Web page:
Morality and ethics are so fundamental to our society that breaking the rules of appropriate ways of interacting with one another has a financial cost.
We have a popular blogger here in South Carolina who, when he launched his site, avoided political issues that had a moral or ethical tone. When he wrote about policy, he focused on government spending, taxes and the financial aspects of the failures within the public school system. My message to him has always been that morality and ethics are so fundamental to our society that breaking the rules of appropriate ways of interacting with one another has a financial cost. In other words, immorality is expensive.
Here are a few examples I have come across:
Unethical behavior is bad for business. National Public Radio (NPR), not to be mistaken for American Family Radio, ran a story several weeks ago about a new study from researchers at Mississippi State University. The findings indicated that firms whose executive leadership had ethical lapses (caught lying or having sexual affairs were the most prevalent) experienced a decline in stock value of 10-15 percent. That included firms where CEOs lied about their golf scores or falsified their resumes. For example, when Scott Thompson, the CEO of Yahoo! was caught lying about earning a computer degree from Stonehill College, the company lost $390 million.
Immoral behavior is expensive for the taxpayer. A British study conducted periodically pegs the cost of family breakdown in the United Kingdom. The most recent study, estimates that cost to the taxpayer in the form of increased government services at £48 billion ($62 billion) per year, up from £37 billion ($47 billion) when the study was first conducted in 2009. Palmetto Family in cooperation with Professor Ben Scafidi on a similar study of South Carolina government expenditures found a $469 million per year cost to SC taxpayers due to divorce, unwed childbearing and family breakdown.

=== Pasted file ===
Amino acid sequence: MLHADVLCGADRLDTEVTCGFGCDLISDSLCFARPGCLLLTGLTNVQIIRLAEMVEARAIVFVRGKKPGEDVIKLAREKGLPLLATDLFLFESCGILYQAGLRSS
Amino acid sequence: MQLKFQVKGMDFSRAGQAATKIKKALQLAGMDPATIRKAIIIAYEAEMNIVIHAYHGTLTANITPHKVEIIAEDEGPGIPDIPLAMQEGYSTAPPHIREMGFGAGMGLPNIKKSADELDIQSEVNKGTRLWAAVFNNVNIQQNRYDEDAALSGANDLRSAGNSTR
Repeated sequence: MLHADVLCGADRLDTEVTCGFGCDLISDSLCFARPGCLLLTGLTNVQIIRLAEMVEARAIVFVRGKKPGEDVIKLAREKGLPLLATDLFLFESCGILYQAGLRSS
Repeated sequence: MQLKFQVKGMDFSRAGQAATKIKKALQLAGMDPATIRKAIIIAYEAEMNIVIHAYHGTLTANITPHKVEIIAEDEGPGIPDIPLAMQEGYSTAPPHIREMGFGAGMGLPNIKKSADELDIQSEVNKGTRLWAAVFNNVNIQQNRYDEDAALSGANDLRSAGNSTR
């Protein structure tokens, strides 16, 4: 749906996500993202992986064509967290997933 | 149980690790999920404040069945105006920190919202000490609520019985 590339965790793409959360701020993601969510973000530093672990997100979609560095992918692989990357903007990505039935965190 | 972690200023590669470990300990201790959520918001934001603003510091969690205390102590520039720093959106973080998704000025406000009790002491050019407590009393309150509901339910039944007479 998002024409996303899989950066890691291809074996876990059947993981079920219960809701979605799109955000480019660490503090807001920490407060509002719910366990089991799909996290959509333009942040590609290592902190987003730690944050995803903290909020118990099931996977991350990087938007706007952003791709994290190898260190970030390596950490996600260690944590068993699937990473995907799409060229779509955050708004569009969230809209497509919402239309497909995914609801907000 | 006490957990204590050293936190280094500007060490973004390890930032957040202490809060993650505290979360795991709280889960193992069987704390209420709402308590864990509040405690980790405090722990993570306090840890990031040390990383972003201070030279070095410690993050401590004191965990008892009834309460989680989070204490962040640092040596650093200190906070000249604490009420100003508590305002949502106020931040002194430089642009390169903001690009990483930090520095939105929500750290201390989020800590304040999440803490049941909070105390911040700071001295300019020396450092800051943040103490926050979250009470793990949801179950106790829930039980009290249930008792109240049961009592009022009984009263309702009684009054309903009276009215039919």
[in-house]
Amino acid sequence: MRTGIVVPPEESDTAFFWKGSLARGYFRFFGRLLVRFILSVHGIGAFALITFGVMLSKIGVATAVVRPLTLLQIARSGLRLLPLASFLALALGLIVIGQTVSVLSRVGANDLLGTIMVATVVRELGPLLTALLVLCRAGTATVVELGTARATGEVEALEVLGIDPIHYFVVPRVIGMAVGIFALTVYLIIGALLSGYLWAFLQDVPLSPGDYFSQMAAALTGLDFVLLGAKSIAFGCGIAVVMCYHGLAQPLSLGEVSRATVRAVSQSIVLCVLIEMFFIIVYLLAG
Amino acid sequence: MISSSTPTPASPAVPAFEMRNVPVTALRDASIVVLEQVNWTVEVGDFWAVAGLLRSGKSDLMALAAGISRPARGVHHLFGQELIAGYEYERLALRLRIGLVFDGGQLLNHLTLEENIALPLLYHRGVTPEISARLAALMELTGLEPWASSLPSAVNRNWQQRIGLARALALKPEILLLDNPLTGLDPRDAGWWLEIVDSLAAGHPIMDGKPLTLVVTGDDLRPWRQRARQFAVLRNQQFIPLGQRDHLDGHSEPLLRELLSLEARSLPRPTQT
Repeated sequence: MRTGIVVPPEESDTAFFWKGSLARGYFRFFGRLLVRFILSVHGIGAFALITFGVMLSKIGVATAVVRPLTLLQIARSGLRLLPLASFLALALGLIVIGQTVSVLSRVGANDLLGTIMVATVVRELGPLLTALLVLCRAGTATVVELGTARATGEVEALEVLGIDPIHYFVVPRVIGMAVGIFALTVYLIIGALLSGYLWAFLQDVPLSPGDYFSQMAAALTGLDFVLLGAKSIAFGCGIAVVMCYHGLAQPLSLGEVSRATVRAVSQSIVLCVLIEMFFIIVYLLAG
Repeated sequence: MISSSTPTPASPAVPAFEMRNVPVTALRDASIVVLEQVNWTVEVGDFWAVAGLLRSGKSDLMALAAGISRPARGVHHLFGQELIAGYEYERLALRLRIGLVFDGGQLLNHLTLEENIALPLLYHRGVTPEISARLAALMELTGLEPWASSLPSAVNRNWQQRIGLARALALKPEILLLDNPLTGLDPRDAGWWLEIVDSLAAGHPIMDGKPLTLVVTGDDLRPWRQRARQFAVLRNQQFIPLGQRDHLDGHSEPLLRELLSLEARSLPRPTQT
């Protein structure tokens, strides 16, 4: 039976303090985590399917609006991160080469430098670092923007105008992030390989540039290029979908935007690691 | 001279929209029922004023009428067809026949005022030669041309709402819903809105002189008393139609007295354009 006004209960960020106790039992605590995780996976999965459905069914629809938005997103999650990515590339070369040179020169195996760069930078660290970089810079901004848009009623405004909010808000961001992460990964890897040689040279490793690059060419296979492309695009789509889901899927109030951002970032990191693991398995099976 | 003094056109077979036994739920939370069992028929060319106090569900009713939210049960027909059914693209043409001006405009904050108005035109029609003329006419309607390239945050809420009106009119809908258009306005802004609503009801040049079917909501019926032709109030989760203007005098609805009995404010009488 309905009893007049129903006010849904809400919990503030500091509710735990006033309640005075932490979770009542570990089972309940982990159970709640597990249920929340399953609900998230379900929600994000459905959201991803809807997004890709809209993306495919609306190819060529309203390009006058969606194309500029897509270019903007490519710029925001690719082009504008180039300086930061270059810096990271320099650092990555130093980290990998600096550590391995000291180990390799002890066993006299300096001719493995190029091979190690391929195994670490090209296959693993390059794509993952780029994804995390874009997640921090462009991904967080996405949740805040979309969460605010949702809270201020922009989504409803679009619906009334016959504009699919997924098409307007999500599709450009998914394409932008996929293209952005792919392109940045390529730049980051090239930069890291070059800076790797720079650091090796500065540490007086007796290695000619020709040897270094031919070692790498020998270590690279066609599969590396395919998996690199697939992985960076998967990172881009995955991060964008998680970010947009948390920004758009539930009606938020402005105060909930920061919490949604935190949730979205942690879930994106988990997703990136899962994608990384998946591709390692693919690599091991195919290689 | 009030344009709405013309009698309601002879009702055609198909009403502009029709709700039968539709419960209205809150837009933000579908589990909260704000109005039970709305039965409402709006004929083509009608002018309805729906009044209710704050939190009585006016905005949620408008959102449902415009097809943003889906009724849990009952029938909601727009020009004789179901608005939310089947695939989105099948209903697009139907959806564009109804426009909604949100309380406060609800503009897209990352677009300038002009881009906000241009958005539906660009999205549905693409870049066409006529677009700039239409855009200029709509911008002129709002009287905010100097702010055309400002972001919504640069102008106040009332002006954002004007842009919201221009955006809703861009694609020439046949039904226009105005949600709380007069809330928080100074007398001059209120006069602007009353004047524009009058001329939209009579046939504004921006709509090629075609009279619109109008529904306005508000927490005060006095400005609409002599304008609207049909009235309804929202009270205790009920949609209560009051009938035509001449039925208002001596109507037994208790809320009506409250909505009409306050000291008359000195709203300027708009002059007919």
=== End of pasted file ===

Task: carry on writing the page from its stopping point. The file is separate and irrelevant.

Marriage problems in particular hurt American business. Researchers writing in The Journal of Marriage and Family over 20 years ago (1996) calculated that work loss associated with marital problems costs business $6.8 billion per year. That’s $10.92 billion in 2018 dollars.
Business is waking up to the danger of immoral behavior on society. Google shocked the world when it stopped accepting ads for pornography. Less shocking but nearly as encouraging is their more recent crackdown on ads that feature porn. Perhaps Google has learned how damaging pornography is to real relationships and that objectification of women is just plain wrong. I’d like to think that they believe America has reached the limit of the amount of pornography it can process. Or maybe like some legislators, they see pornography and its poisonous fruit as a public health risk.
The common thread in these stories is that the ancient truths of scripture work for everyone, not just those who profess Christ. Theologians call it “Common Grace.” The rain falls on the just and the unjust. Sometimes the effect is positive, like when folks who are clearly immoral or unethical still manage to produce beautiful music or sink an impossible winning putt in a major tournament. But the rules work the other way as well. Lying about your accomplishments, cheating on your wife, breaking up your family – these things have consequences for you, your company, your neighbors and our government.
As for my blogger friend, he now proudly emphasizes the issues of life, faith and religious freedom. (He will say he always has.) He even gives us the nod once in a while.
God’s common grace continues to flow and we are grateful.
Dr. Oran Smith
Senior Policy Advisor